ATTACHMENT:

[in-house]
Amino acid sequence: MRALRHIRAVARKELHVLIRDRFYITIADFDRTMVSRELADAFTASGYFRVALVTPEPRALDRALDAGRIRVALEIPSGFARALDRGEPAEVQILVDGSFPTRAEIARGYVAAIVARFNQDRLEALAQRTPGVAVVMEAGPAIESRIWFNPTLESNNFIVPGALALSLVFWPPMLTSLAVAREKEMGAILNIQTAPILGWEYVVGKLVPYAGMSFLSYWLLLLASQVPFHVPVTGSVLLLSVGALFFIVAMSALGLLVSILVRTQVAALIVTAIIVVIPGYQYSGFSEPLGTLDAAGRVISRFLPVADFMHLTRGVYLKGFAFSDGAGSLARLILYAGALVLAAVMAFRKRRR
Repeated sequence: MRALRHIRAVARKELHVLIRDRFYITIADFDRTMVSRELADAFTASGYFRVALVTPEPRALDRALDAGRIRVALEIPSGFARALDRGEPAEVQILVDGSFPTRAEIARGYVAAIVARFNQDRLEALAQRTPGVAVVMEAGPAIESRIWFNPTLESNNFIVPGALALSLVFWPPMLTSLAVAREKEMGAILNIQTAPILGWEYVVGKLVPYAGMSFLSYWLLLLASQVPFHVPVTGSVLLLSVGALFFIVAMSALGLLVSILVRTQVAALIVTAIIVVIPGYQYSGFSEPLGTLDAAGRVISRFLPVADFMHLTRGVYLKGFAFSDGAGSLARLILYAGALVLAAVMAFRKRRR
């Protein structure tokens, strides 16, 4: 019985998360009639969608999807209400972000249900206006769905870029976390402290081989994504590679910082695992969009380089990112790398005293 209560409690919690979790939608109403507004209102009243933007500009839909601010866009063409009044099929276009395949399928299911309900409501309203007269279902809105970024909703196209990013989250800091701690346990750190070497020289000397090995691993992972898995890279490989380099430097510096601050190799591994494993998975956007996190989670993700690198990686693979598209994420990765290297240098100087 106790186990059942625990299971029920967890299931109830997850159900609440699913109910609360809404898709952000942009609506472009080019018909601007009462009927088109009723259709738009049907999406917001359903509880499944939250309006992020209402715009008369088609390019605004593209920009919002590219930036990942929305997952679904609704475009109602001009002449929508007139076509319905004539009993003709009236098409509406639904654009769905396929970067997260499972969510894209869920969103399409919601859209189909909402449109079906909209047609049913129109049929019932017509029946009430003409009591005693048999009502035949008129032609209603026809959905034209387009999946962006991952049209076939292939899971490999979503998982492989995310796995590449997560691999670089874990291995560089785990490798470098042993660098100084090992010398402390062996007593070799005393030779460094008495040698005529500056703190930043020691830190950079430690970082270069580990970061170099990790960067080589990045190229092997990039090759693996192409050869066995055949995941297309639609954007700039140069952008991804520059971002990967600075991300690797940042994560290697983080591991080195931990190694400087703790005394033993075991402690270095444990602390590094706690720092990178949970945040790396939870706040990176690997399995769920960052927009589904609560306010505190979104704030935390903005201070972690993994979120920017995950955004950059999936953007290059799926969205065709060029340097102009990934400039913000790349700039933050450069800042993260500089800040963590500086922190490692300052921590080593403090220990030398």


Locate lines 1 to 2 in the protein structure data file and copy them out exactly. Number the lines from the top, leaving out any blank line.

[in-house]
Amino acid sequence: MRALRHIRAVARKELHVLIRDRFYITIADFDRTMVSRELADAFTASGYFRVALVTPEPRALDRALDAGRIRVALEIPSGFARALDRGEPAEVQILVDGSFPTRAEIARGYVAAIVARFNQDRLEALAQRTPGVAVVMEAGPAIESRIWFNPTLESNNFIVPGALALSLVFWPPMLTSLAVAREKEMGAILNIQTAPILGWEYVVGKLVPYAGMSFLSYWLLLLASQVPFHVPVTGSVLLLSVGALFFIVAMSALGLLVSILVRTQVAALIVTAIIVVIPGYQYSGFSEPLGTLDAAGRVISRFLPVADFMHLTRGVYLKGFAFSDGAGSLARLILYAGALVLAAVMAFRKRRR